Monday, October 17, 2011

iridescent socks with the same color shirt and a tight pair of chinos

At the beginning of this school year I sat myself down and did some thinking. I thought back to school years past, specifically the lunch-making portion of school years past, with mornings full of complaints about the same lunch over and over again. Homemade peanut butter and homemade jam on homemade wheat bread, with a piece of fruit. The end. And I decided that I could not take another year of that. So I made some changes.

I buy sandwich bread now. I was making five loaves of bread a week, and I always felt really stingy and rationed them, because I didn't want to have another day in the week that I had to bake bread. I still make bread for eating at home, but for sandwiches I started buying Dave's Killer Bread and Harper's Homemade right as I found out that good ingredient lists were no longer adequate, but that the bread had to be made with soaked grains. Oh well, I guess we'll all die.

I buy lunch meat. Emmett and Ike still like peanut butter and jelly, but Grant likes meat, and I'm not equal yet to the task of cooking my own meat for five days of sandwiches.

I buy sliced cheese. Yes, it's more expensive. Maybe a lot more, but I don't know for sure because I don't care.

I buy juice packets. I usually don't approve of juice, but if it keeps my kids from gazing forlornly at their classmates drinking pink milk, it's a fair trade.

I send treats. Sometimes it's a cookie, sometimes it's candy. Right now we have a huge bag of mini candy bars--the little square ones--and I send one in their lunch box every day. Yeah, kids eat too much candy. But again--if it helps my kids feel less put-upon, I'm okay with it.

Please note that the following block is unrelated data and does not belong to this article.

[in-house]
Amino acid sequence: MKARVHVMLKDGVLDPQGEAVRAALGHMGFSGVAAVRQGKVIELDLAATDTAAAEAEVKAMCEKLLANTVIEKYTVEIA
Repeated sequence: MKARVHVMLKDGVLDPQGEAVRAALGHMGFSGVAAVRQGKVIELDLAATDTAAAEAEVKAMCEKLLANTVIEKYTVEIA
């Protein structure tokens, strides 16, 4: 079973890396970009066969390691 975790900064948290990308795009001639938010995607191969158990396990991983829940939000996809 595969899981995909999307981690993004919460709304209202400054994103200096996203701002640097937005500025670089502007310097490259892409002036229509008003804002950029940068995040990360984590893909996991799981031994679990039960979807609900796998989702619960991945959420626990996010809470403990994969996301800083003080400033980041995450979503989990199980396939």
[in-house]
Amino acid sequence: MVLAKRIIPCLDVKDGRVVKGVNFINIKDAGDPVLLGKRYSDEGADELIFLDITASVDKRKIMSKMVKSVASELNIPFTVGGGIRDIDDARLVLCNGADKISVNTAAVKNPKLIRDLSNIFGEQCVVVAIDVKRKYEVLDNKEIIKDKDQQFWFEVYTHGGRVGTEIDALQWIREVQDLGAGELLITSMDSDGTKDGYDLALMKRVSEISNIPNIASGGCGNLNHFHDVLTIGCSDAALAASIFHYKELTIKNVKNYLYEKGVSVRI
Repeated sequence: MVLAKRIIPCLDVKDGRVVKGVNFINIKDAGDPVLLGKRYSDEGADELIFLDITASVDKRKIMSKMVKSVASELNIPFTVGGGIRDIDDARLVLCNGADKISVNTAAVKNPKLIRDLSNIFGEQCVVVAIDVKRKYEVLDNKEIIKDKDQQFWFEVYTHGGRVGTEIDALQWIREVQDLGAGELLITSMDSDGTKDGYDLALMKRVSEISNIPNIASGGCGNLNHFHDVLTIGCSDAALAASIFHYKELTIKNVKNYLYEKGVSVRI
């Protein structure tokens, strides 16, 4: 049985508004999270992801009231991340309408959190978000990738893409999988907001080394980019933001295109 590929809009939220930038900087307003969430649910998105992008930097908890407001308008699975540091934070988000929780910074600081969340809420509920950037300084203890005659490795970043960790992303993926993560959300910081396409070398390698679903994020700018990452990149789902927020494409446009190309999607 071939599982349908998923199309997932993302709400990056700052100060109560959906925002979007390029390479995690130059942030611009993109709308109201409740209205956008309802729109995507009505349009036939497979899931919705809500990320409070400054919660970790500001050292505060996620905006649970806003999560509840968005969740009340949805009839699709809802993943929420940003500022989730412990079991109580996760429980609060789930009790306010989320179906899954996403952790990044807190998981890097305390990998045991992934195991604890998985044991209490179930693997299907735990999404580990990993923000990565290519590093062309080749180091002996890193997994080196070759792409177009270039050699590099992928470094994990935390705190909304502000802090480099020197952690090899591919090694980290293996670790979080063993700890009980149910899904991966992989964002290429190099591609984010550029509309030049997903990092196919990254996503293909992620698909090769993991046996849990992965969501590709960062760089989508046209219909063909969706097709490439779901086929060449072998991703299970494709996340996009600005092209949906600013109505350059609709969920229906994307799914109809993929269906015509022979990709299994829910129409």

I bought some good sealing containers to send sliced fruits or vegetables in.

I bought lunch boxes--Grant and Ike both got metal, Emmett got a soft zippy one with a hard plastic insert. Insulated bags are a giant headache. I was sick and tired of their lunches getting smashed, and the seams filling up with rotten fruit.

The whole purpose of making lunches is to help my kids learn to love and want healthy food, but you have to be really careful. If you are too austere your children will probably just rebel and eat candy bars and pop for lunch as soon as they get to junior high. I'm sure you all know the family in your town with the really strict, earthy parents who won't let their kids watch TV or eat junk food, and what do their kids do whenever they go to someone else's house? Watch TV and eat crap. Forbidden fruit is so sweet.

I had to compromise, both for my own sanity and my children's long-term ability to govern themselves. The lunches are not as healthy as I would like, but they beat the heck out of school lunch, and the kids don't complain anymore. They'll probably still eat candy and pop and plastic from McDonald's when they are teenagers, but I'm hoping the siren song won't be quite so powerful.


tipsybaker said...

I love this post and completely relate.

Tori said...

I can't believe you were baking that much bread! I would be the same way - it's kind of like how I don't ever eat anything out of the freezer because it is there for emergencies. So instead of using one of the two pounds of ground turkey in there, I went out and bought fresh. Oh, and I also cooked a turkey breast today for sandwiches - so I guess I get the Martha Stewart award for the day.

Layne said...

Tori, you are an insufferable show-off! Where will you get your nitrates and listeria pathogens?

Tori said...

Maybe I can get the deli guy to wipe my store bought bread on the slicer machine.